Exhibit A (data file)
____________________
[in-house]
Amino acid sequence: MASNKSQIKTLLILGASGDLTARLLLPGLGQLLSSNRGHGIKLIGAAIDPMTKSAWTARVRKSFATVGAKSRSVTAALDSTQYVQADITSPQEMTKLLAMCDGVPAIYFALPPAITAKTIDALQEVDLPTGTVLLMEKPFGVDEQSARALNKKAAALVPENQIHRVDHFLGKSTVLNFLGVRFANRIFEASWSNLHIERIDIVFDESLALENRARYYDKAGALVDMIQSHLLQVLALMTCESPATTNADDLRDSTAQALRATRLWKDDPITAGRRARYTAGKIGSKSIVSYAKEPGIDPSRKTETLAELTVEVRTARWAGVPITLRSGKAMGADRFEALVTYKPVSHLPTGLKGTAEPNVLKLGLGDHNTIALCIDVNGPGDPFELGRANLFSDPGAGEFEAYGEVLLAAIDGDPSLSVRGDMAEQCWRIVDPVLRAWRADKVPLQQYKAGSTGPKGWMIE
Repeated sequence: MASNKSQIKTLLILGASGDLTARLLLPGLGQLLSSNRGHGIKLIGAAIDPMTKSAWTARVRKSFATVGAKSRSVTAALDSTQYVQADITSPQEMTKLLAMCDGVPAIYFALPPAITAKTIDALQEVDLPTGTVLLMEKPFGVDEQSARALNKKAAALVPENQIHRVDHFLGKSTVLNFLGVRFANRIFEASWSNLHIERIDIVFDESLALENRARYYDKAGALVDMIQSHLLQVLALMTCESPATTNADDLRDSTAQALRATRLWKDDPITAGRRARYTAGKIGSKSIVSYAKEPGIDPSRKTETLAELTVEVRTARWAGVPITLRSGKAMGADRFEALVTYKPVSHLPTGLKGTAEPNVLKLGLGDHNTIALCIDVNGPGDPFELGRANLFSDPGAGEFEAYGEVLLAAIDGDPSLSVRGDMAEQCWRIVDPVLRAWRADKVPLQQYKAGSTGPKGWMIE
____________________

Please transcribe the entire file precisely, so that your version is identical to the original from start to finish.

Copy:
[in-house]
Amino acid sequence: MASNKSQIKTLLILGASGDLTARLLLPGLGQLLSSNRGHGIKLIGAAIDPMTKSAWTARVRKSFATVGAKSRSVTAALDSTQYVQADITSPQEMTKLLAMCDGVPAIYFALPPAITAKTIDALQEVDLPTGTVLLMEKPFGVDEQSARALNKKAAALVPENQIHRVDHFLGKSTVLNFLGVRFANRIFEASWSNLHIERIDIVFDESLALENRARYYDKAGALVDMIQSHLLQVLALMTCESPATTNADDLRDSTAQALRATRLWKDDPITAGRRARYTAGKIGSKSIVSYAKEPGIDPSRKTETLAELTVEVRTARWAGVPITLRSGKAMGADRFEALVTYKPVSHLPTGLKGTAEPNVLKLGLGDHNTIALCIDVNGPGDPFELGRANLFSDPGAGEFEAYGEVLLAAIDGDPSLSVRGDMAEQCWRIVDPVLRAWRADKVPLQQYKAGSTGPKGWMIE
Repeated sequence: MASNKSQIKTLLILGASGDLTARLLLPGLGQLLSSNRGHGIKLIGAAIDPMTKSAWTARVRKSFATVGAKSRSVTAALDSTQYVQADITSPQEMTKLLAMCDGVPAIYFALPPAITAKTIDALQEVDLPTGTVLLMEKPFGVDEQSARALNKKAAALVPENQIHRVDHFLGKSTVLNFLGVRFANRIFEASWSNLHIERIDIVFDESLALENRARYYDKAGALVDMIQSHLLQVLALMTCESPATTNADDLRDSTAQALRATRLWKDDPITAGRRARYTAGKIGSKSIVSYAKEPGIDPSRKTETLAELTVEVRTARWAGVPITLRSGKAMGADRFEALVTYKPVSHLPTGLKGTAEPNVLKLGLGDHNTIALCIDVNGPGDPFELGRANLFSDPGAGEFEAYGEVLLAAIDGDPSLSVRGDMAEQCWRIVDPVLRAWRADKVPLQQYKAGSTGPKGWMIE